- A designated safe zone. Your gratitude journal is just that – yours! Be confident in knowing that you can express the experiences that you’re grateful for without judgment from others or the possibility of anyone else finding out what’s important to you.
- Longer and better sleep. If this benefit doesn’t win you over and get you that “nudge” to start a gratitude journal, we don’t know what will! Research has shown that those who spent just 15 minutes jotting down a few grateful sentiments before bed helped them to sleep better and even rake in some extra Zzz’s. Yes, please!
- Increased mental strength. Not only does gratitude and the recording of it reduce stress, but it’s said to play a major role in overcoming trauma. By having a documented record of all you have to be thankful for, even in the worst times of your life, you can ultimately foster resilience.
- Increased clarity. By jotting down the things that you’re grateful for, you are essentially selecting those things, people, or experiences that you deem as important, valuable, or enriching. This subconscious selection process simply helps you to gain clarity on what you can eliminate in your life and what you want more of.
- Reduced materialistic and needy attitude. This one is simple. When you focus on and document the things you have, you lose sight of the things you “lack”. This isn’t to say that there is a problem with wanting more, but by shifting your focus, you gain an increased ability to appreciate what you already have and move forward with more momentum and motivation to progress.
- Reduced doctor visits. Bear with us on this one because it’s quite mind-blowing, and yet, it’s actually simple and completely understandable. It is common knowledge that positive emotion improves health. Thankfulness is a positive emotion. With that, some recent science shows that those who engage in gratitude practices (such as gratitude journaling) have been shown to feel less pain, go to the doctor less often, have lower blood pressure, and be less likely to develop a mental disorder.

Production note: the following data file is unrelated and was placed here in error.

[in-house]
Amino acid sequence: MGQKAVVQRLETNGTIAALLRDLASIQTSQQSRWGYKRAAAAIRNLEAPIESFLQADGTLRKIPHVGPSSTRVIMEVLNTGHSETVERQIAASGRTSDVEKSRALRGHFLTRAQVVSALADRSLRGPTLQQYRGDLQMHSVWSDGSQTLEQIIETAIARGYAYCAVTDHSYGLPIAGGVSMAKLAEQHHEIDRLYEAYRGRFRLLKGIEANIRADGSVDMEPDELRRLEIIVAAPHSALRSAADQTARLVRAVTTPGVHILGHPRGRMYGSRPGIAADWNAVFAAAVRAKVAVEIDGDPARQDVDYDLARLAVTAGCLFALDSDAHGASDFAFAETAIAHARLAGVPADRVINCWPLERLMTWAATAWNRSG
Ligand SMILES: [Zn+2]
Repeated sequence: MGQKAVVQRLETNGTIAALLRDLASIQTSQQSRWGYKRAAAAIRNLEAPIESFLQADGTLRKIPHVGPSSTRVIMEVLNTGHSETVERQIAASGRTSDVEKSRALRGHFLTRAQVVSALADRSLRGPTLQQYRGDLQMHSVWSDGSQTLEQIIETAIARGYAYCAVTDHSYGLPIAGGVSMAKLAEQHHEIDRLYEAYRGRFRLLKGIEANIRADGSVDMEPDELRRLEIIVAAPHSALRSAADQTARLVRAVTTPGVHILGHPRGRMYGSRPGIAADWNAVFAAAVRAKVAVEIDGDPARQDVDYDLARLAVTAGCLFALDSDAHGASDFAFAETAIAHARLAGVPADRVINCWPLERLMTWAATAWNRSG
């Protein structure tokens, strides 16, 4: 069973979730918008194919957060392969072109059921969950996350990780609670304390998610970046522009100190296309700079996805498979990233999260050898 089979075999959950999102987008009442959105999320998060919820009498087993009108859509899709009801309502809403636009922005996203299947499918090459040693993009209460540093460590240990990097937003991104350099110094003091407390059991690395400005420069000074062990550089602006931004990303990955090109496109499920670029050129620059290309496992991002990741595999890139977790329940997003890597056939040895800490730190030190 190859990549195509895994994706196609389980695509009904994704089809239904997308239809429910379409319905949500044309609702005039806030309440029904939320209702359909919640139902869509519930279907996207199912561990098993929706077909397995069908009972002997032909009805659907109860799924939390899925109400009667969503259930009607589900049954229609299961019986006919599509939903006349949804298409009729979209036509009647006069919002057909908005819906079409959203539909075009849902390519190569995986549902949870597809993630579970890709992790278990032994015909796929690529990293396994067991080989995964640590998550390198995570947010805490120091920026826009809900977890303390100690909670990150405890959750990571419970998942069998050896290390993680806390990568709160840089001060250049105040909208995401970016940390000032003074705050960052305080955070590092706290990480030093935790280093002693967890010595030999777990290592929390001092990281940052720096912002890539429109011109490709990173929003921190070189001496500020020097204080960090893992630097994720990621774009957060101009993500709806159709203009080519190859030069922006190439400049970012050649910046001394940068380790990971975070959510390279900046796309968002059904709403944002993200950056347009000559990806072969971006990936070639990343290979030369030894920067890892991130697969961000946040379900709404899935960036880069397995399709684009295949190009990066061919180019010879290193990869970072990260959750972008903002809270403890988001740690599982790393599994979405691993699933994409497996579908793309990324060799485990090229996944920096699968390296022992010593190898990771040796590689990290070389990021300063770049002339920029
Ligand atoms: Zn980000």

- Enhanced romantic relationships. It’s no question that many romantic relationships start to suffer when passion fizzles, appreciation decreases, resentments grow, and nagging skyrockets. When you take time to think about what you’re grateful for in your partner, you are choosing to support, encourage, and express appreciation. You are choosing to find the good amongst the inevitable “annoying crimes” your partner may commit – ultimately generating positive thoughts and expressions.
There you have it! Eight life benefits of possessing a grateful heart and documenting it using a gratitude journal. In our opinion, there’s really no valid excuse to NOT keep a gratitude journal, especially with all of these benefits at your beck-and-call. So with that – get to it with JRNL!
For a long time, I did not keep a journal. Oh, I would start them often, write for a few weeks, and then I would go back, read one of the entries, and be so horrified by what I had written (and usually how poorly I had written it), that I would vow never to keep a journal again.
In the last several years, however, I have found keeping a journal to be very beneficial for a number of reasons. Journaling allows me to have a thorough record of all of my thoughts and ideas. This is so helpful for my writing because even passing thoughts can spark creativity. I’ve also found journaling to be very therapeutic; allowing me to get thoughts out of my head and down on paper. It is helpful for me to review my previous entries, and remember how I felt or thought about a certain event. …Keep Reading